The Tour de France seems to have become for the French what Wimbledon is for the British – the best sporting event of its kind in the world but one the host country struggles to win. In fact the last French winner was Bernard Hinault in 1985. Despite wanting the British contingent of riders to top the general classification and/or win stages, there is part of me which does cheer on the French riders, particularly around Bastille Day on July 14th.
In the ITV Tour Podcast – I highly recommend it, especially since Peter Kavannah joined it, very informative and highly funny! – they aired an interview with Team Ineos boss Dave Brailsford. He talks about his association with the town of St. Etienne, where he moved at the beginning of his career as a cyclist. He details moving there without being able to speak the language and not even having a team/job. Then he finds his feet with the help of a guy working in a cafe on the corner down from his apartment. Cycling like most sport/things where people are passionate and knowledgable soon develop communities which help and support each other. Dave Brailsford might not have been able to speak French but he could ‘talk’ cycling. Go and find a community which ‘speaks’ your kind of creativity. Learn to communicate with them and see what happens. Dave Brailsford may not have made it as a cyclist but his team riders have won six out of the last seven Tours!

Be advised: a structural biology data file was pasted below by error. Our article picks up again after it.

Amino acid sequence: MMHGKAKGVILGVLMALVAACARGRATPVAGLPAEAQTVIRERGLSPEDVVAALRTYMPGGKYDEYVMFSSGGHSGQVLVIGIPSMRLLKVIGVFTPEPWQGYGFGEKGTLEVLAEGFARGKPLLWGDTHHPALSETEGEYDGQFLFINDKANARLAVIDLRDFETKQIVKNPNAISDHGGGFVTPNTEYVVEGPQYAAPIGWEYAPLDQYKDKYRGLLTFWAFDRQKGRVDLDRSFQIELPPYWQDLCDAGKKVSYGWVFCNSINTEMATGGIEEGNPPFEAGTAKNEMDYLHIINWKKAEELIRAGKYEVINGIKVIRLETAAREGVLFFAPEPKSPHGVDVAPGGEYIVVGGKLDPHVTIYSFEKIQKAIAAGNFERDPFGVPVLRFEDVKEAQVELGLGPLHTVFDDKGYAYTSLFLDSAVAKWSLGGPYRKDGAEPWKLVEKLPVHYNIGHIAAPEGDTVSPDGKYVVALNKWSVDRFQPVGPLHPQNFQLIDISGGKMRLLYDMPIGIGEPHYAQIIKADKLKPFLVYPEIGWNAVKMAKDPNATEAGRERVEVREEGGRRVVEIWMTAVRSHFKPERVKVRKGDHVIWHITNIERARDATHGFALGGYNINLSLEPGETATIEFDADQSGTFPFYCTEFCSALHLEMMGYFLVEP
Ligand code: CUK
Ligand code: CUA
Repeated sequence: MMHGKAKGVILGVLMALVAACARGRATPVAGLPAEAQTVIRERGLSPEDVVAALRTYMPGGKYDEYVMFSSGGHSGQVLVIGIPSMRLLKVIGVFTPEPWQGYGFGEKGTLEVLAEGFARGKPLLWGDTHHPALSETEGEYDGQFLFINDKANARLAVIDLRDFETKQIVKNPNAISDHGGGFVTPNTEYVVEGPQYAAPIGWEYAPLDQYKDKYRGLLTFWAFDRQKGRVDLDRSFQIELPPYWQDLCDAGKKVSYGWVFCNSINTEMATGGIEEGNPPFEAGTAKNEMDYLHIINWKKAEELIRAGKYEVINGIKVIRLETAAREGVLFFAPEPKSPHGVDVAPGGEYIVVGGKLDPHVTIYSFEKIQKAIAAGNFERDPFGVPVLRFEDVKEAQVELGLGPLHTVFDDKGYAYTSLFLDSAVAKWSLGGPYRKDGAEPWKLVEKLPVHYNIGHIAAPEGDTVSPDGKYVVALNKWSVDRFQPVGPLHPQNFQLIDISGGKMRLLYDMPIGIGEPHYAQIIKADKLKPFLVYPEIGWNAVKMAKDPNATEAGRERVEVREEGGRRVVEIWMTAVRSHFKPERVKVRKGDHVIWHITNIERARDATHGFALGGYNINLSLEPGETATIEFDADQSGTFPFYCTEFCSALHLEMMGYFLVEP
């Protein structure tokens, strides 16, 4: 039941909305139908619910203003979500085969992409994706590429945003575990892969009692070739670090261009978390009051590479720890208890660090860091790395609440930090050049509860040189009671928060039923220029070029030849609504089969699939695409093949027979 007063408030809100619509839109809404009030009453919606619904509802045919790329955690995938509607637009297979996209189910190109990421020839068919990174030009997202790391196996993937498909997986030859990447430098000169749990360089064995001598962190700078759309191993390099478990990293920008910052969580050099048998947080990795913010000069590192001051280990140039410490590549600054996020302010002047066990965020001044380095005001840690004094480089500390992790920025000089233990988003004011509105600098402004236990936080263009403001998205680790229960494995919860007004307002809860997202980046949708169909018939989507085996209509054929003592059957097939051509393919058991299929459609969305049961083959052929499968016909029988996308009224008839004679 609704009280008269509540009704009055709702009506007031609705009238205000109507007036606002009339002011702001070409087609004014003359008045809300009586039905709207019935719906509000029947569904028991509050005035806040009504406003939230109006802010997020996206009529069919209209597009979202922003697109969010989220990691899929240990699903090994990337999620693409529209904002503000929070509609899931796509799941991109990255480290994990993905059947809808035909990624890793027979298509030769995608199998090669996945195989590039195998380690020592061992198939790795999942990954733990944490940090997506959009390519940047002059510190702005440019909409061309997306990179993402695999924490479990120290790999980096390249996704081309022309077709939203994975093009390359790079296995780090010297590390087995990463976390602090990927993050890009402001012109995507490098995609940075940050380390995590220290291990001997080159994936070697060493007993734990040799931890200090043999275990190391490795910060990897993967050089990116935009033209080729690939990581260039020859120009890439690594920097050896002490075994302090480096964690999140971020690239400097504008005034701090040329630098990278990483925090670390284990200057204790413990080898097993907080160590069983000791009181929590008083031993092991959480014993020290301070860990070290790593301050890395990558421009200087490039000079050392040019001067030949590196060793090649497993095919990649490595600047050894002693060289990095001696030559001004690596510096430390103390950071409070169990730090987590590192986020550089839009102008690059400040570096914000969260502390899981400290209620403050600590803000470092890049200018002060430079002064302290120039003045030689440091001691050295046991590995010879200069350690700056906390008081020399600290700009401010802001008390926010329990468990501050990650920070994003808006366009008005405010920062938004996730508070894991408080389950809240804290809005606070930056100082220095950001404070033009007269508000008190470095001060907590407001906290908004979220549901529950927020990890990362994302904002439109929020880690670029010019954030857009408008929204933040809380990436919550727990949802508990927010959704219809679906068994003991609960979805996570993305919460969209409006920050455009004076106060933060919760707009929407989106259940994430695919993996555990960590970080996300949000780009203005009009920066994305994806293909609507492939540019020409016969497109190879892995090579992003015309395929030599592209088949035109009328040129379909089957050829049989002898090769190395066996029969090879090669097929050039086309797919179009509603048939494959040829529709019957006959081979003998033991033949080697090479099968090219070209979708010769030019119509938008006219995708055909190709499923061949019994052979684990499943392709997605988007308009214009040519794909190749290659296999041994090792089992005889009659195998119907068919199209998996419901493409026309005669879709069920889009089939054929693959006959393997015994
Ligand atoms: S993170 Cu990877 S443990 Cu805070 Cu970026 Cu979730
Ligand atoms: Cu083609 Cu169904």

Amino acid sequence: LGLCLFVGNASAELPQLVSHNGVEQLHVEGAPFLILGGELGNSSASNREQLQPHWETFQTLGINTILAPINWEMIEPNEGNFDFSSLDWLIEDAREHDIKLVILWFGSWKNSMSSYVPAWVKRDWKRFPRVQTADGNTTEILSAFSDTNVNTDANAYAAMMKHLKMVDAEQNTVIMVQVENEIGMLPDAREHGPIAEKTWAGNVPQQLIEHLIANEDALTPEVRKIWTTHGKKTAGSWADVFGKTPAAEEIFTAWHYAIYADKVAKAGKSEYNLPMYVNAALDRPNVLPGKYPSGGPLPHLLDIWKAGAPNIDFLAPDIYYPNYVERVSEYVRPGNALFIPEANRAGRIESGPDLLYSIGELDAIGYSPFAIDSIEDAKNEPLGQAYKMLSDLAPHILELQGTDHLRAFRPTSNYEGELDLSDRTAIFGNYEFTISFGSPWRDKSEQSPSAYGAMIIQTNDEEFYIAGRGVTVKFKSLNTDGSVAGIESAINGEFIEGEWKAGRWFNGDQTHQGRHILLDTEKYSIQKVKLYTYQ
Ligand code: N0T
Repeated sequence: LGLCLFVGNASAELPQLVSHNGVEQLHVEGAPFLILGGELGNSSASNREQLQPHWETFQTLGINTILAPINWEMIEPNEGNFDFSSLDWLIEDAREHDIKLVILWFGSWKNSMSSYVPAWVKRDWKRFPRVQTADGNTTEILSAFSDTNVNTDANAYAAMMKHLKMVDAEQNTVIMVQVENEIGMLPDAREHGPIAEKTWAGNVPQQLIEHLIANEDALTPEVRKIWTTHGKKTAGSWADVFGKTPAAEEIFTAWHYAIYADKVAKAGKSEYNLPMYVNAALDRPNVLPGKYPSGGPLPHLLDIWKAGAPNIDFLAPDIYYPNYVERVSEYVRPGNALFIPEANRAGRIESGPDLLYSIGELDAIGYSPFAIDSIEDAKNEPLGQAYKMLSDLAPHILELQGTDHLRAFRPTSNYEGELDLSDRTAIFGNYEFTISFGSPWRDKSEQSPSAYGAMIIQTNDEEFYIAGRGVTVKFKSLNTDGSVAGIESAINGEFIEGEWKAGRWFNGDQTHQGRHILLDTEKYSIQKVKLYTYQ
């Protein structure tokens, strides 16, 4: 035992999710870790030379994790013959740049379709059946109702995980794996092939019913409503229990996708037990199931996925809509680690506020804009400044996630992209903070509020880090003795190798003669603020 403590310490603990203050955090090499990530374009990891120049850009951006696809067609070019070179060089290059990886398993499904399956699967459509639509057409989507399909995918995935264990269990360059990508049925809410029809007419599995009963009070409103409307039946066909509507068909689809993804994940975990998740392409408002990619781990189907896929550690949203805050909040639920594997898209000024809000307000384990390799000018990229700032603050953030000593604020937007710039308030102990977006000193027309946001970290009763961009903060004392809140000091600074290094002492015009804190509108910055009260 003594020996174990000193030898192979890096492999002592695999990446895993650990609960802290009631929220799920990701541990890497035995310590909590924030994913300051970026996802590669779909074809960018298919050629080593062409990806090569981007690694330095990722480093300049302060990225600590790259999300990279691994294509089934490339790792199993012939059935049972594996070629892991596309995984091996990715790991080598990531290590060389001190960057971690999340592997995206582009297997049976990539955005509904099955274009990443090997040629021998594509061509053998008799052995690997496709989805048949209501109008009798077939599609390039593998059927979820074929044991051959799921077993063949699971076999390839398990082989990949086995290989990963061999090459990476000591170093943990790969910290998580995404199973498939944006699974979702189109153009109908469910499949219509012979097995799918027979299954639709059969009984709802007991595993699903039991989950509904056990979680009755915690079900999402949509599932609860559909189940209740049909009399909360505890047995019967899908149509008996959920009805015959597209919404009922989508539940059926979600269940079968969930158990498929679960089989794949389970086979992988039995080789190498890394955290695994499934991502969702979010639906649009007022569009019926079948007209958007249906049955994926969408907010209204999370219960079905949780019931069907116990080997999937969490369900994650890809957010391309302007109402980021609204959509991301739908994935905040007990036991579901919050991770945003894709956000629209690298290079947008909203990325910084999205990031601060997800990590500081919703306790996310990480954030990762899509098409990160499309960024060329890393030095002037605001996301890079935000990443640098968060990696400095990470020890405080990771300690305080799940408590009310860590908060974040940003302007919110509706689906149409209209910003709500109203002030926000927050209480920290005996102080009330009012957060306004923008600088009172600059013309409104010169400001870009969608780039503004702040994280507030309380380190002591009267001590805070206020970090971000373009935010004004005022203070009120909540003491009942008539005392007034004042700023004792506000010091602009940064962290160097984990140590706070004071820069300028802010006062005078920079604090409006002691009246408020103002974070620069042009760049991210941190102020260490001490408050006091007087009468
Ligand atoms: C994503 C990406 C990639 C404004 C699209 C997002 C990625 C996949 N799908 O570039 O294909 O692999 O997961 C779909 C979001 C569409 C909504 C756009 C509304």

Exciting finish. Crash involving Team Ineos on the last climb bringing down Geraint Thomas and having to work their way back up to the lead part of the peloton. Alaphilippe and Pintot off the front to try and chase down De Gent, but also for Alaphilippe to gain back the Maillot Jaune ahead of Bastille day tomorrow. De Gent held on for the stage win which he deserved. Alaphilippe and Pinot took advantage of their positioning on the last climb, and possibly realising that Geraint Thomas was somehow off the front, maybe even knowing that he had gone down in a crash, and chased down de Ghent – not catching him but catching some much needed seconds and bonuses which left Alaphilippe back in the Maillot Jaune, just in time for Bastille Day.